paula poverty

230 comments on “Poverty denial”

  1. chris73 1

    Without wanting to get into a flame war part of the problem of people understanding who is and isn’t in poverty is that the description of poverty seems…almost made up (can’t explain it any better sorry)

    For example the living wage touted at $18.40 is as I understand it (and if I’m wrong please let me know) based around an average family of two adults and two children, with one adult working full-time and one working half-time.

    Which seems reasonable to me but when that figure is suggested for everyone (single person, school leaver, solo parent, couple with no kids etc etc) is when the argument starts falls down and its not helped when you have councilors who agree to it when its paid by rates but won’t implement it in their own businesses

    So what is the definition of poverty as it applies to NZ?

    • Sacha 1.1

      An internationally-accepted definition is below 60% of the nation’s median income – which is why the recent Childrens Commissioner report and many others over the years have used that. Not perfect, but it’s the standard.

      • chris73 1.1.1

        Is it possible to use some other way to define poverty? Like for instance if the median wage suddenly increased to $100 000 would that figure of 60% still be used or could there be some other markers used?

        • Colonial Viper 1.1.1.1

          What kind of sci fi dream land are you in? The median wage is a pathetic $41k pa.

          • chris73 1.1.1.1.1

            Thats why I said “for instance if”

          • Naturesong 1.1.1.1.2

            Median Income is actually $29,900 pa according to NZ Stats.
            I think your $41,000 pa is median household income.

            60% of $29,900 is $17,940 pa

            Someone please correct me if I’ve pulled the wrong stat

            • Colonial Viper 1.1.1.1.2.1

              Your figure is indeed median income. Including retired, beneficiaries etc. Median working income is the figure I used.

              • Naturesong

                Yup, I see where I went wrong now.
                Redid the table to exclude those suffereing at the low end (beneficiaries etc).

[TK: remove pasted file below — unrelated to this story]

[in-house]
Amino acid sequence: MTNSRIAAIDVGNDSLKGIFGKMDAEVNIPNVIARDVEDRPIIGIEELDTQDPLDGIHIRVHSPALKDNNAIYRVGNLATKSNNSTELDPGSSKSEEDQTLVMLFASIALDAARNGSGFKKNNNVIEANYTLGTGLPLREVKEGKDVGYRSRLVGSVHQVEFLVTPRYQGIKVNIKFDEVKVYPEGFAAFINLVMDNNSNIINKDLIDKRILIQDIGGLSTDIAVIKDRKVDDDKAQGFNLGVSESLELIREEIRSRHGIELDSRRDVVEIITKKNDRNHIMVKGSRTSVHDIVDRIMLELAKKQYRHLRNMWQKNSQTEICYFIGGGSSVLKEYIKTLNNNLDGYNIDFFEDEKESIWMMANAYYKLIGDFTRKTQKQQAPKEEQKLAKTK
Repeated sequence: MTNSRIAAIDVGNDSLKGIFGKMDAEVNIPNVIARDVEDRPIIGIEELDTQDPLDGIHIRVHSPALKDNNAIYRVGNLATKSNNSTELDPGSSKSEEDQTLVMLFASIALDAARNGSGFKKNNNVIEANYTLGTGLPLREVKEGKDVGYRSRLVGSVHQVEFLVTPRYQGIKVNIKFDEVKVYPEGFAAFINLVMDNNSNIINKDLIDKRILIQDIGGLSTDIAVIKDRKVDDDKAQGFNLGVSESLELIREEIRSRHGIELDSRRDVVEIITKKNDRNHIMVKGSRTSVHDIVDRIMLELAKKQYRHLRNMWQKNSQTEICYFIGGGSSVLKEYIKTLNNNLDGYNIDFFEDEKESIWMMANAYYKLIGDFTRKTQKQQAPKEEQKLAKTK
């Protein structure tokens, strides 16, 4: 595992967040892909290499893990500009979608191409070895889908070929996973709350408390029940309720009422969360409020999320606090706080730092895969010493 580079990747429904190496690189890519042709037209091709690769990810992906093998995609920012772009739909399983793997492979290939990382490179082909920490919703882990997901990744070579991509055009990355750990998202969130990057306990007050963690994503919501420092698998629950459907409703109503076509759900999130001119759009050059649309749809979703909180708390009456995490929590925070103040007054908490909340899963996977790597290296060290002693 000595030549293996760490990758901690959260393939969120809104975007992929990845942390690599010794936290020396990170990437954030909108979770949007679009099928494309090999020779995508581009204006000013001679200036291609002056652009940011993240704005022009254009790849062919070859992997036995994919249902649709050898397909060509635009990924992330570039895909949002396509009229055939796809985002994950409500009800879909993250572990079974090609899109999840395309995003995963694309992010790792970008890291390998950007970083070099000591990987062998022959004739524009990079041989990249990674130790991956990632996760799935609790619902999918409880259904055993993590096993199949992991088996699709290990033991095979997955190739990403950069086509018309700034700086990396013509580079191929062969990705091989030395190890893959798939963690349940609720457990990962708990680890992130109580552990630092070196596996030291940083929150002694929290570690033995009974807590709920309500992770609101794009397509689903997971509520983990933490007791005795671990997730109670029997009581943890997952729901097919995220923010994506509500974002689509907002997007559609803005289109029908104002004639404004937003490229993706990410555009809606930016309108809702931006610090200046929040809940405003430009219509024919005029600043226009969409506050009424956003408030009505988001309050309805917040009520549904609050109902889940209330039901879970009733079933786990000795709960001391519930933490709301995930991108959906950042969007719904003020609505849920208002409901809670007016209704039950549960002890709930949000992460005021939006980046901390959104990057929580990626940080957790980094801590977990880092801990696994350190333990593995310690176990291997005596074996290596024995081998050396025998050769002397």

Median Working Income 2013

                Looks much rosier if you exclude a ton of people who are suffering extreme poverty.

                edit: bleh, table parameters not in link – if you want to see, you’ll have to choose on the left hand side; “Earnings for people in paid employment”. It’s the 3rd one down.

                • Colonial Viper

                  Yep, like forcing unemployed people to move from the provinces to the big cities…makes the median income in rural towns “boom.”

            • karol 1.1.1.1.2.2

              Yes, there are different medians and it’s necessary to compare like with like.

              Median income of approx $29,000 pa includes all people over 15.

              Other stats that give a higher figure just include those in the labour force – employed or actively seeking work.

              The poverty figure is for households and is 60% of median after accommodation costs are deducted.

              • Naturesong

                Thanks Karol, getting a better understanding now.

                To me, even though I have experienced those levels of income (have started from scratch, with nothing 3 times – twice with no support), or worse, just seems frightening that for large sections of society, this is a long term reality.

                In my case, I’ve been lucky. Born white male in a middle class family. One side middle class by culture (can trace back to the Domesday Book), the other newly middle class (4 or 5 generations) by way of money (guess which side are nasty Nactoid assholes).

                I can count on my hand the number of times where that inherent priveledge (appearance, body language, speaking voice, vocabulary) has meant the differece between falling into serious poverty and getting a helping hand, and in two of those occasions people who did not know me actually taking a risk to help me.